I showed a photo of a gooey, poached egg like this once to a friend who thought it was “obscene.” So if this offends, then my apologizes. But having seen many eggs cooked like this growing up, it calls to mind only the homiest, cleanest of thoughts to me.
Like this one: I’m standing by the kitchen counter after having an afternoon snack, and my mom is scraping at the bottom of yesterday’s pot of white rice. Heating it on the stove with a second’s spurt of sink water, she turns the grains into a quick porridge. Then she takes an egg and cracks it in a hot pan with a pool of sizzling oil. Less than a minute later, the fried egg gets piled on top of the soupy rice, and splashed with a little soy sauce. “What do you call that?” I’d ask. “Nothing,” she’d reply. “Just what you eat when there’s nothing to eat.”
I don’t think the free-range, small-time chicken farmers from whom I purchase eggs at the Greenmarket today would appreciate their eggs being referred to as “nothing.” But it’s this sensibility — scraping from the bottom of the bowl, making a small meal out of nothing — that I’ve been cooking with a lot lately. Contrary to my mother’s opinion, it’s the egg that makes it “something.”
I had a bunch of salad greens that needed to be eaten before they wilted. Among them was peppercress, a zesty, crispy-stemmed spring green that tastes a little like arugula, but perhaps sweeter. Long and delicate, the strands were beginning to get tangled — a sign of their softening up. I had so much left that it seemed fit to feast on, at once. I don’t know about you, but I need a little something else in my salad, even if it’s just a snack. (Served alongside a hearty meal is fine, though.)
It’s not that I had no other options or funds that prevented me from simply buying something else to buffer a salad with. But a soft-cooked egg is my one-step solution. It just makes everything better, more complete.
curried potatoes and beet greens with poached egg
instant ramen with an egg dropped in
a fried egg on top of Korean veggie pancakes
Knowing how to cook an egg perfectly — that is, to your liking — is indicative of one’s overall comfort and skill in the kitchen, I think. There’s a certain satisfaction when it’s done just right, and since it’s only one tiny egg, this is achieved in so short a time. It’s like instant gratification. My old roommate would often say that she “just can’t cook eggs.” Her mother couldn’t cook eggs, either, so she reasoned. There is a lot to be mystified by eggs (and clearly I’m just beginning to learn the intricacies, given a recent Easter eggsperiment), as well as endless applications for them (souffles, French omelets, still have not mastered). But on days when I can’t see much else around to eat — some leftovers, or an otherwise dull dish — a simple poached egg is enough to keep me afloat. And since it requires only one pot, some water and a couple minutes, it’s also the quickest and easiest way I can think of to cook the little bugger. Here’s how I do it, below.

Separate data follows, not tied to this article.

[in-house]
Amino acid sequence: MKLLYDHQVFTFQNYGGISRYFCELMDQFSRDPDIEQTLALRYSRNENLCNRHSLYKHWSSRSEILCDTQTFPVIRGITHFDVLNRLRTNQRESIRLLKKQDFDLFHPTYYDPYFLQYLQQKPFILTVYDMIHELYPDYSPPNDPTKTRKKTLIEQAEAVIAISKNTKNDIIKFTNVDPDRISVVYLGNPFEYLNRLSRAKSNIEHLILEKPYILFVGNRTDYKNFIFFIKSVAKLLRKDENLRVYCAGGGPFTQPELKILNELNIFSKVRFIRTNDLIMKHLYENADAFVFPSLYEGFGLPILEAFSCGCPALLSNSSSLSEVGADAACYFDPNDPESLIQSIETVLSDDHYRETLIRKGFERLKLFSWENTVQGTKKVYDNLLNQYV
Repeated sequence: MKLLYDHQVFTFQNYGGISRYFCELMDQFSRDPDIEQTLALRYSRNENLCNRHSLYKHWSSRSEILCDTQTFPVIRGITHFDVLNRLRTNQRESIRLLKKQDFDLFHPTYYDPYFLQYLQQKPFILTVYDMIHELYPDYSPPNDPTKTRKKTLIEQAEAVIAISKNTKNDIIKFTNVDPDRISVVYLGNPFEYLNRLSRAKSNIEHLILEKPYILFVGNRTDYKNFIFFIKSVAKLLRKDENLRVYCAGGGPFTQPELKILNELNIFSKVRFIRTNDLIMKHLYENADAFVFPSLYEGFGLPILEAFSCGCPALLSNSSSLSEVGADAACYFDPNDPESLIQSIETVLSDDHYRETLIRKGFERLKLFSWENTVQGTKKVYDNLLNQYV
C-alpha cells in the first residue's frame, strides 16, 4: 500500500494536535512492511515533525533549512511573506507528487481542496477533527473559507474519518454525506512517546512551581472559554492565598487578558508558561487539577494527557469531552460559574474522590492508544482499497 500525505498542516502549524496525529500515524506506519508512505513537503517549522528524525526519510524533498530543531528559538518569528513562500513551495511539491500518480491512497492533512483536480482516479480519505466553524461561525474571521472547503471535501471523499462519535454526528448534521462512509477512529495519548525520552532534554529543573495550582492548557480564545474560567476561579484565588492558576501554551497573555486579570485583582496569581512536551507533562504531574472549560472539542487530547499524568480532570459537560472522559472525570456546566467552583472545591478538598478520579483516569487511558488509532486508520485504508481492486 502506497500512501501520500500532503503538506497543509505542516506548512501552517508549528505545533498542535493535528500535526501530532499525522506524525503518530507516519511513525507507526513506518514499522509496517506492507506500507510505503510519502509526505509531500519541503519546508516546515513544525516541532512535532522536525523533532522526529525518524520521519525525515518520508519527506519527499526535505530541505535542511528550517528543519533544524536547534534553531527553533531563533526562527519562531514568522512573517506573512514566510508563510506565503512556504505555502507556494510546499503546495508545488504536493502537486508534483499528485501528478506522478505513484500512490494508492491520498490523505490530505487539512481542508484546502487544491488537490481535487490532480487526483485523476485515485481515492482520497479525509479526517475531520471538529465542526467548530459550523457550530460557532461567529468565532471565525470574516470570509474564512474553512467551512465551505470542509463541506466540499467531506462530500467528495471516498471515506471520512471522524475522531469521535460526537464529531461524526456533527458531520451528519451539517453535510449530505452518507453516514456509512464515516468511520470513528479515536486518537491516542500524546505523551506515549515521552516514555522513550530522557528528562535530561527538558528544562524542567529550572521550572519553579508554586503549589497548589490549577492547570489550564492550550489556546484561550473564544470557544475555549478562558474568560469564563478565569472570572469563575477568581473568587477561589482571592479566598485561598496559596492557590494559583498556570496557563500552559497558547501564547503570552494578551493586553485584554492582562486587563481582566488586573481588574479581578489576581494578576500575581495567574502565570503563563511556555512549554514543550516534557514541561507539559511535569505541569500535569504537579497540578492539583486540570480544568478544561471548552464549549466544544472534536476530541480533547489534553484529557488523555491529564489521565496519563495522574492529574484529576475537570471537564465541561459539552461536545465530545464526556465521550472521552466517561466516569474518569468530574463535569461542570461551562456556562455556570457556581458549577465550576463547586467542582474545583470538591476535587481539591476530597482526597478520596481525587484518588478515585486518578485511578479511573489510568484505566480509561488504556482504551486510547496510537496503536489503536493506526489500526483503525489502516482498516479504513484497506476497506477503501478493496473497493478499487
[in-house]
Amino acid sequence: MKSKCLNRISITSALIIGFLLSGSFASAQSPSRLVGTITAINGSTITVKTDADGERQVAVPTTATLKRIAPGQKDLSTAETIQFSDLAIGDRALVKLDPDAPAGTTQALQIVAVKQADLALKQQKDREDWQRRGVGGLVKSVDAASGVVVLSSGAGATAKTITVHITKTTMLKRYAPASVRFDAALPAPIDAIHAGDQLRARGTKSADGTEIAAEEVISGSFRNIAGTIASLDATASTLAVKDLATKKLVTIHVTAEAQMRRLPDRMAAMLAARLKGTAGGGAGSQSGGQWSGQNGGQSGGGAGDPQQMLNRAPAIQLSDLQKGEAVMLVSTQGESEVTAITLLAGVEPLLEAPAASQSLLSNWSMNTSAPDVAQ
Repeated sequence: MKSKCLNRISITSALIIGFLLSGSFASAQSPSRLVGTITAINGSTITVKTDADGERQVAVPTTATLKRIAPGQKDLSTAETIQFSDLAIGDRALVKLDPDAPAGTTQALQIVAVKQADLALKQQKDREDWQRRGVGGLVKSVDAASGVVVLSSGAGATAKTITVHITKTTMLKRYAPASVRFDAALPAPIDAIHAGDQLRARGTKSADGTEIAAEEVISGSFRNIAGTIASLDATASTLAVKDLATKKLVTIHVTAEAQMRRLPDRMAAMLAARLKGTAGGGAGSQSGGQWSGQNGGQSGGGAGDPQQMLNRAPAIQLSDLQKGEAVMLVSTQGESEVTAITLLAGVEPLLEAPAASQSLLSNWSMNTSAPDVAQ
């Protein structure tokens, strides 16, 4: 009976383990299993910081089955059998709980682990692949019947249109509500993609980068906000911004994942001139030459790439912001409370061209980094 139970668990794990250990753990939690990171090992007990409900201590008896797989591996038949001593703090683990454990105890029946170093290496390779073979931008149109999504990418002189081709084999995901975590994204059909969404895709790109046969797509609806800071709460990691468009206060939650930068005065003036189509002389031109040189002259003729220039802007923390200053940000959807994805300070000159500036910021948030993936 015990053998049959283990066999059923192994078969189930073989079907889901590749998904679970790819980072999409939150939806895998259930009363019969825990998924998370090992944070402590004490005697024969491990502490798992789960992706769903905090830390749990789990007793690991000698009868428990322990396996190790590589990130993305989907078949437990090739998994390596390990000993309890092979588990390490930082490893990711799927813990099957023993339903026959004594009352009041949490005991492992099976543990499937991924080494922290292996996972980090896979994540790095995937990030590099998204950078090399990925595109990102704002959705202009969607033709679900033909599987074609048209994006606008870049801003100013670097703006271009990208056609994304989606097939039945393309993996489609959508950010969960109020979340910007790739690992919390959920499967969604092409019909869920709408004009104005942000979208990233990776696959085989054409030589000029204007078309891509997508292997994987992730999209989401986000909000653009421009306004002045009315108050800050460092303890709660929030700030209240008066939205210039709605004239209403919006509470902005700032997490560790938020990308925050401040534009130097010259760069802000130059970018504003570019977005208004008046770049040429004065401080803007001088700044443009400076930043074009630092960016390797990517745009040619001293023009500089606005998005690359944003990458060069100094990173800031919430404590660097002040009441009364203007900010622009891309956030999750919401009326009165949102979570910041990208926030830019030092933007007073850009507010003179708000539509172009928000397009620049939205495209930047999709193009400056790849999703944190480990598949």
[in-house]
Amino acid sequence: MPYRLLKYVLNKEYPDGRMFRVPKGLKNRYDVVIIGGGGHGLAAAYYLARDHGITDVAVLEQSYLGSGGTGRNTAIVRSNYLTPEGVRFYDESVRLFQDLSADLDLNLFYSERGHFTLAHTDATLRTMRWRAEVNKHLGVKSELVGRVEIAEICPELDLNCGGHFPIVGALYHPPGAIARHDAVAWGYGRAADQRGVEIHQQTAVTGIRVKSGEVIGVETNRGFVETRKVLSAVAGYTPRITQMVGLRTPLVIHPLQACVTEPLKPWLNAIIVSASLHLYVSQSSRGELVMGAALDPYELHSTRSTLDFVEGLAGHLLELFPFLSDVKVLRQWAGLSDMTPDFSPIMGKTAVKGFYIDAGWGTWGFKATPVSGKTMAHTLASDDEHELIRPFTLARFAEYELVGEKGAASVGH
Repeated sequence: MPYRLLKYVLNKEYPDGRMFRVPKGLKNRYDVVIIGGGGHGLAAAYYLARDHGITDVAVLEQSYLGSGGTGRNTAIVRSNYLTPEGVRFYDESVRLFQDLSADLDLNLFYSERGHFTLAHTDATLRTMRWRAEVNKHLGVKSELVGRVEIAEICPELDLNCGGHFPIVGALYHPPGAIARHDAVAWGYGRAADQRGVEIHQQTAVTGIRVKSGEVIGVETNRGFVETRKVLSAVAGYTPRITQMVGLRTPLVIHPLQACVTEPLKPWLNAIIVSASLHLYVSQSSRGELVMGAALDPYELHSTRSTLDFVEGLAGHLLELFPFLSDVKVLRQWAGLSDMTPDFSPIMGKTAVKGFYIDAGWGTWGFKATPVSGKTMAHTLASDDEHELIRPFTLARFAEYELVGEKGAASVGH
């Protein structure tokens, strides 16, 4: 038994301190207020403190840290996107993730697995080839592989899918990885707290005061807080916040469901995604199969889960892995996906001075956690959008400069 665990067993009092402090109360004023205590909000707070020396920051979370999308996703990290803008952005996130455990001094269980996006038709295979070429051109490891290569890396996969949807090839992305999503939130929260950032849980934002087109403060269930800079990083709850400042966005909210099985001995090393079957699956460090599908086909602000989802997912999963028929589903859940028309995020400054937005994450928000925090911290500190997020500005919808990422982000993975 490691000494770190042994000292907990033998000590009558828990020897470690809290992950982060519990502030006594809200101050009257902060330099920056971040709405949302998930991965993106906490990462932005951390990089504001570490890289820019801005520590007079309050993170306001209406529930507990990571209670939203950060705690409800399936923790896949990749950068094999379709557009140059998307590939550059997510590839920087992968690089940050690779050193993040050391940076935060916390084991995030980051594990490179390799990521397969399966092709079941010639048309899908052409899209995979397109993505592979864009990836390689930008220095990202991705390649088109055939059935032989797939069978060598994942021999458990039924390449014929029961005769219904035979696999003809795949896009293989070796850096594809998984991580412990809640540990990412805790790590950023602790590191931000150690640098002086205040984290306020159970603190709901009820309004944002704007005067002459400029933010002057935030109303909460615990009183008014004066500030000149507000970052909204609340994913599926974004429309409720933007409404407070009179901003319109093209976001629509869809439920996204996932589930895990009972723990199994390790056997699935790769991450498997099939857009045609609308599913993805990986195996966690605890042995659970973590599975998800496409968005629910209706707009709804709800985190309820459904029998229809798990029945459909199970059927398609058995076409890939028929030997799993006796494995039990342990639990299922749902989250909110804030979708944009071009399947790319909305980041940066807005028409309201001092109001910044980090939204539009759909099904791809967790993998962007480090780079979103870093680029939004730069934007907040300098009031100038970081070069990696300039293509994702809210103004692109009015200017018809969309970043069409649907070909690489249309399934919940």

Peppercress and Poached Egg Salad with Truffle Oil and Balsamic Vinegar
(makes one serving)
about 2 cups fresh peppercress (or a combination of peppercress and mesclun greens)
1 teaspoons Balsamic vinegar
1 teaspoons white truffle oil
pinch of salt
freshly ground black pepper to taste
1 fresh egg*
*I find that the fresher the egg, the better the whites hold together when cooking. If you have less fresh eggs or aren’t sure, you can add a couple teaspoons of vinegar (any kind) to the boiling water, which will help it hold.
Bring a small saucepan of water at least three inches deep to boil. Reduce heat so that the water is just barely bubbling, very slowly. Crack the egg into a small bowl. Holding the bowl close to the surface of the water, slip the egg into the water swiftly. Cover the pot and turn off the heat. 2 minutes is when I like to remove my egg with a slotted spoon from the water. Set a timer if needed and do not open the lid until the 2 minutes are up.
Meanwhile, drizzle the salad greens with the Balsamic vinegar and truffle oil. Sprinkle with salt and pepper and toss.
Carefully remove the egg with a slotted spoon from the water and let excess water drip off. Top the salad with the egg, a twist of black pepper if desired, and serve immediately.
(for 1 serving)
1 egg (at $4/dozen): $0.33
2 cups mixed peppercress and mesclun greens (at $4/quarter lb): $2.00
1 teaspoon Balsamic vinegar: $0.10
1 teaspoons white truffle oil: $0.25
Three brownie points: It’s not much for a meal, but as a side salad, it has several virtues. The minimal douse of oil and vinegar takes into account the runny egg yolk that will coat the greens, too. It’s rich in flavor albeit cholesterol, but one egg has as much as six grams of protein. Plus, when poached there’s no other fats used to cook it, one of the reasons it’s my preferred method of the moment. Peppercress, if you can find this delightful green while it’s young and tender (try Union Square Greenmaret, or take a foraging tour with Wildman Steve Brill, as he calls it “poor man’s pepper“), is similar to watercress, and as such is rife with leafy-green nutrients like Vitamin K and detoxing benefits.
Eight maple leaves: You could always skip the drizzle of oil and vinegar and have the egg yolk go solo as dressing for the salad. Then all you’d really have on your plate are two items that were locally produced and purchased from small farms at the Greenmarket. (But I think the hint of truffle and tartness of Balsamic vinegar too irrestible for that.)